Report warns of looming food crisis: ‘Act now before Ukraine war plunges millions into malnutrition’

By MiNDFOOD

Report warns of looming food crisis: ‘Act now before Ukraine war plunges millions into malnutrition’
Global nutrition leaders are warning of a global health and nutrition crisis created by the war against Ukraine and global pandemic and are urging governments to prioritise food aid and nutrition services. 

Global crises of the past two years, such as the Covid-19 pandemic and war against Ukraine, are creating a global food crisis that’s threatening the most vulnerable, a new analysis reports.

Published in the scientific journal Nature, the report says that women and children are being directly impacted by food insecurity, due to price increases and reduced availability. The report also notes that the global crises are “reducing the reach of humanitarian assistance” and “reallocating nutrition budgets to other priorities.”

Both Russia and Ukraine are some of the world’s leading producers of wheat and fertiliser and the war in Ukraine has had major impacts on price and supply.

The price of wheat commodity has increased by 19.7% since the conflict began two months ago and according to the United Nations Food and Agriculture Organisation, food prices are 34% higher than this time last year.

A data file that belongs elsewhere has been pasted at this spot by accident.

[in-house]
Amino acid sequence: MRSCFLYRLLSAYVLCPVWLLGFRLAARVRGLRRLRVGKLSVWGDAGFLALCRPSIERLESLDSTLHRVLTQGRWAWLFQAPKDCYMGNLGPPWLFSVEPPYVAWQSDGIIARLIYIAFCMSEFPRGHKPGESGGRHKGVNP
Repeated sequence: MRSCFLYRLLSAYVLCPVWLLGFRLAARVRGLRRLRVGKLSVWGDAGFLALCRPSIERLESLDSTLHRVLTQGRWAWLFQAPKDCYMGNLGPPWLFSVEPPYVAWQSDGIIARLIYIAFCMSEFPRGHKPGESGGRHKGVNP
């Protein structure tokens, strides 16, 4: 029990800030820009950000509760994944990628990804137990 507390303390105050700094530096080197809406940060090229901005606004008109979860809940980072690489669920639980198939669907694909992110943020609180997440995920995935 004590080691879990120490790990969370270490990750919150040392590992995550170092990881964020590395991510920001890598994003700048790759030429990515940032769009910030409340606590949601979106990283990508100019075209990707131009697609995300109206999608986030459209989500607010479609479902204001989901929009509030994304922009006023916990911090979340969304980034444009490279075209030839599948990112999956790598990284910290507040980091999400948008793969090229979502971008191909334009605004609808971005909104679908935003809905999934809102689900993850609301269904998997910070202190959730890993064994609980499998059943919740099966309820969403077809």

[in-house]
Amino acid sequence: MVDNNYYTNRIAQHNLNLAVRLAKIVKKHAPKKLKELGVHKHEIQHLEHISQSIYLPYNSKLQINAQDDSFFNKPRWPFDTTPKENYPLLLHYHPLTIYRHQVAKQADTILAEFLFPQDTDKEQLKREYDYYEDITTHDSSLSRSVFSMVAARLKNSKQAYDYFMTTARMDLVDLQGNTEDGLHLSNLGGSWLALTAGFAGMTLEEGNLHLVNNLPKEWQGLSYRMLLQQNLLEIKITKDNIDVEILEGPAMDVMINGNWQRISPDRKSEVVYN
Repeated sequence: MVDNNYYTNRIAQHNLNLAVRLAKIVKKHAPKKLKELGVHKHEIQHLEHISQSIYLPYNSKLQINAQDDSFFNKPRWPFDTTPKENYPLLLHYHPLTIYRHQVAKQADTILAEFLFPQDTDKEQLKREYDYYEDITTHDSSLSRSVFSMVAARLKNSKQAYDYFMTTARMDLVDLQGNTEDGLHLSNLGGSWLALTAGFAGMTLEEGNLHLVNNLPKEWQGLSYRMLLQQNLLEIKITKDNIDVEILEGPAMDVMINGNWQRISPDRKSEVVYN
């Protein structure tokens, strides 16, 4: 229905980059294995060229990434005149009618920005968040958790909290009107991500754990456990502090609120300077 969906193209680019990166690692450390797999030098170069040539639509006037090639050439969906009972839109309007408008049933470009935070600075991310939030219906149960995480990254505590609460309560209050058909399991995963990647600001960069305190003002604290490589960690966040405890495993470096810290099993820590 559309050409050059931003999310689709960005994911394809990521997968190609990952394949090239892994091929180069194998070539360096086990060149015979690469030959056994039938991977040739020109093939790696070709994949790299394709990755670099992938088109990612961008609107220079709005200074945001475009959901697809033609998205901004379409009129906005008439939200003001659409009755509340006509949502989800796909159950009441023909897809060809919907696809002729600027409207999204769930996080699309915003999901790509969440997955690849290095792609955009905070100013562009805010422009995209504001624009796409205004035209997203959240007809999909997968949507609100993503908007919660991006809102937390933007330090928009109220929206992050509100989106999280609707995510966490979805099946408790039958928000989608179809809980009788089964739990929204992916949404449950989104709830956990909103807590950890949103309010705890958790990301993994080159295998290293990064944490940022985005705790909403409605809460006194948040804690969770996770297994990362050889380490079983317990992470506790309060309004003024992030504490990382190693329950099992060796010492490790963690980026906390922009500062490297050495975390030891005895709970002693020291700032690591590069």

“This food price crisis does not happen in isolation”, states Dr. Saskia Osendarp, lead author and Executive Director of the Micronutrient Forum.

“It comes after two years of households and governments trying to cope with the shocks caused by the COVID-19 pandemic, climate change related events, and other conflicts. We cannot afford to lose an entire generation of children due to the consequences of malnutrition, and we don’t have to, if we act now.”

A group of global nutrition leaders from Standing Together for Nutrition and Scaling Up Nutrition Movement have declared five urgent actions to prevent a malnutrition crisis:

  1. Reduce unnecessary trade restrictions and domestic hoarding to allow greater accessibility of essential nutritious foods
  2. Protect the most vulnerable with safety net programs such as food vouchers aiming at improving nutrition.
  3. Protect national nutrition budgets and continue to provide essential nutrition support, including essential nutrition services for women and children—particularly during pregnancy and the first 1,000 days of life.
  4. Honour their financing commitments to nutrition and not reallocate budgets.
  5. Invest in more robust data monitoring systems to better target interventions. And finally, they call for more resources for humanitarian assistance to address both rising hunger and malnutrition.

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